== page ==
A shocking report from the Louisiana Department of Health on the state’s coronavirus deaths on April 9 revealed that Black patients accounted for 70 percent of all the state’s deaths from COVID-19. Of those deaths 66 percent had been previously diagnosed with hypertension, 43 percent with diabetes, and many more with other underlying health conditions.

In Mississippi the statistics are similar, with Black residents accounting for 72 percent of the state’s recorded deaths from the virus. Even without COVID-19, Mississippi consistently has the highest recorded death rates from the flu virus in the nation every year. This current flu season has followed the same pattern, further debilitating the state’s capacity to deal with a rapidly expanding coronavirus pandemic. 

Few would deny that the South is particularly vulnerable as COVID-19 continues to spread because of the widespread prevalence of pre-existing conditions and lack of health care coverage. It is impossible, however, to understand this unique threat without looking at the serious social and economic implications faced by Southern workers and oppressed communities in particular. The coronavirus crisis has laid bare the health consequences of the grinding poverty, drastic food deserts, lack of fresh and nutritious food, lack of health care coverage, environmental degradation and the dismissive and racist abuses inside the healthcare system faced by poor and working class communities. It paints a picture of the U.S. South as an oppressed and super-exploited region, which also faces other sinister, man-made diseases: racism and its parent, capitalism. 

Food deserts in the United States. Graphic by Dept. of Agriculture and Centers for Disease Control
Food deserts in the United States. Graphic by Dept. of Agriculture and Centers for Disease Control

Lack of fresh and nutritious food are linked to hypertension and diabetes. An estimated 24 million people in the U.S., a majority of them in Southern states, live in food deserts, or areas with extremely limited access to fresh and nutritious food. 

Far from being caused by scarcity, food deserts exist amid a rich and expanding agribusiness sector. Working class people in the South are denied access to fresh food simply because they can’t afford it. With each passing day of the pandemic, it becomes clear to many that the greatest “underlying conditions” impacting the health of the Southern working class are poverty and exploitation.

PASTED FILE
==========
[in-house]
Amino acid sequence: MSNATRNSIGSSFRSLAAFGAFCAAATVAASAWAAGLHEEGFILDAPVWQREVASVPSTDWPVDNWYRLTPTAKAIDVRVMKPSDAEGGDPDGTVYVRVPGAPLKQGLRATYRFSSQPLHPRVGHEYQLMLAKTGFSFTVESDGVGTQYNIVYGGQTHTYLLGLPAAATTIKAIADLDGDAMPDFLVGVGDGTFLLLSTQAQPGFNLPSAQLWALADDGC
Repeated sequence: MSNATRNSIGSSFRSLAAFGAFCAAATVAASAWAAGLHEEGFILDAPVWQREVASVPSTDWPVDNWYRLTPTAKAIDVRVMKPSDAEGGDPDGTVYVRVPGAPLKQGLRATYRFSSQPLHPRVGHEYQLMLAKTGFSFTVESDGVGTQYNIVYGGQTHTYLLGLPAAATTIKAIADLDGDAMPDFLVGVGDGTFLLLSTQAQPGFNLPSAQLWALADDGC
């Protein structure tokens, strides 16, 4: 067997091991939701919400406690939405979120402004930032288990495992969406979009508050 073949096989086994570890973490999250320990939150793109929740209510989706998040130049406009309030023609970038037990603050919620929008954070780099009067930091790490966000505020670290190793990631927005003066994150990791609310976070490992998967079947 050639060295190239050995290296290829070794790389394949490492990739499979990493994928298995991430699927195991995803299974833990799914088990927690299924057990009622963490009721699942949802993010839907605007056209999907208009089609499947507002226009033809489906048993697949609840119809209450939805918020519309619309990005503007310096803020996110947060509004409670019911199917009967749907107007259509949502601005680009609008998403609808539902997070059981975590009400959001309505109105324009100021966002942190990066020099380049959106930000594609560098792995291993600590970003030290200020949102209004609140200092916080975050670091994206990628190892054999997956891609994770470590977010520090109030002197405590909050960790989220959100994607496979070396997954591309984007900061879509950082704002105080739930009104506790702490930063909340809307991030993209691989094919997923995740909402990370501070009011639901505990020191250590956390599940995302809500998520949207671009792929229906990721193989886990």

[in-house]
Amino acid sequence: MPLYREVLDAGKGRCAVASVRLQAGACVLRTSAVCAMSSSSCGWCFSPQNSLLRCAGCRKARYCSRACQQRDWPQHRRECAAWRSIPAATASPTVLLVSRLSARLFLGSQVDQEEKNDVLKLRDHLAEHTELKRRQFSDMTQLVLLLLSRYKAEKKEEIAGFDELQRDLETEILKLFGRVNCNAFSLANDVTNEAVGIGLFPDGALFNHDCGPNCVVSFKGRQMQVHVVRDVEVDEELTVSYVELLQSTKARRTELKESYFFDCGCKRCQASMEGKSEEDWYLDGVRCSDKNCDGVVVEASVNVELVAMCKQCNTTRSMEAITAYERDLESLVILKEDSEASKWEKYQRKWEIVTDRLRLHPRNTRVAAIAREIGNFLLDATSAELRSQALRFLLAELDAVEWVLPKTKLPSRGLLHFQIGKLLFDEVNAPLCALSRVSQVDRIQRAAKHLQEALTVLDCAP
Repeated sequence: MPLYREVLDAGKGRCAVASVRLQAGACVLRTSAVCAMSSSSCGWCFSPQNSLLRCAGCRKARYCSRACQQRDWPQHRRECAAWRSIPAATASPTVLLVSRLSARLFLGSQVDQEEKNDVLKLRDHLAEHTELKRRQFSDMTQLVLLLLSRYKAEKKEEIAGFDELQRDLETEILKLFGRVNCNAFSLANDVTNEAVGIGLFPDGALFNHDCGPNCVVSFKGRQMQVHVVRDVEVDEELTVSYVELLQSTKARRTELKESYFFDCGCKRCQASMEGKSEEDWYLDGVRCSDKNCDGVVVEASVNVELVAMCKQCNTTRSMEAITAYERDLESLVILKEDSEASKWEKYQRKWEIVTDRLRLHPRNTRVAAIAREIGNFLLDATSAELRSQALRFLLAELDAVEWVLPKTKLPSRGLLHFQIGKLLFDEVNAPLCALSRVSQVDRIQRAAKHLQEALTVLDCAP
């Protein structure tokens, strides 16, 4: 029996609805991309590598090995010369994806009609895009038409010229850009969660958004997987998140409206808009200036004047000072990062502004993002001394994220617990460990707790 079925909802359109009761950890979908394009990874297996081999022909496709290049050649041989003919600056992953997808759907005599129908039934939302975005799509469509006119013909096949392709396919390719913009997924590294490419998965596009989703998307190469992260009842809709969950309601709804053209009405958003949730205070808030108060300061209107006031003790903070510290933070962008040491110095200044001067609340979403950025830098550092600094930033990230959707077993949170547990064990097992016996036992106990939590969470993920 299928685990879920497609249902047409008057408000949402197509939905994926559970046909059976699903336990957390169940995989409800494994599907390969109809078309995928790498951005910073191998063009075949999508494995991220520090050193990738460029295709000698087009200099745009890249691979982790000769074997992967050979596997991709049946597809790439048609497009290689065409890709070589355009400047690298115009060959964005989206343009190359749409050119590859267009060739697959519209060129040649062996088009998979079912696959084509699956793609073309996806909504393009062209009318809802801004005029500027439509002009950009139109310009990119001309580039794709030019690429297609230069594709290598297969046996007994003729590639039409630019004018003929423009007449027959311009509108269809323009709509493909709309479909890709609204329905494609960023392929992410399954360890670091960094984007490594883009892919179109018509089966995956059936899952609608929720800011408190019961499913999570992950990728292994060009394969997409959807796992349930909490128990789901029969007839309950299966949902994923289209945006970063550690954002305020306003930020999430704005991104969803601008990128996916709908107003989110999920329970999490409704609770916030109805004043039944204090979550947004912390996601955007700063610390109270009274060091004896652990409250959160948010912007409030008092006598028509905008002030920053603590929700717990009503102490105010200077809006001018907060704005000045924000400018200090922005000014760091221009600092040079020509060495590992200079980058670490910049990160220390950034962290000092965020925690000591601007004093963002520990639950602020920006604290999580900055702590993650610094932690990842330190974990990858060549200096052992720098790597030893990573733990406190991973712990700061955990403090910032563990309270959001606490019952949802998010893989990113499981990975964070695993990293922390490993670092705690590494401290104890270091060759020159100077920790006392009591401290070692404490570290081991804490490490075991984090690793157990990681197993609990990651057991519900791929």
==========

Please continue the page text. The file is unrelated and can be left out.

Studies have shown that for many, the prolonged mental and physical stress or anxiety related to poverty can cause physical health to deteriorate. For the thousands of families who are one missed paycheck away from homelessness or starvation, this is undoubtedly the result. This is only reinforced by the life-long exposure of many children and youth to the violence, addiction, unsanitary housing conditions and broken down schools and health care infrastructure found inside so many working class communities.

The present crisis reveals the reality of the dictatorship of the rich, and raises for millions the imperative need for a mass movement for revolutionary change. The capitalists and their government have proven completely unwilling to utilize the massive wealth of society, created by the workers, to bail out the people even in a time of such unprecedented crisis as we are in now. They are far more content to flee in droves to their luxurious vacation homes and resorts, money bags in hand, as the crisis is pushed onto the backs of the poor and working class. 

We need a new system, a socialist system, where the long term health and well being of the people no longer takes a back seat to the profits of the rich. Such a system is within reach— if we fight for it.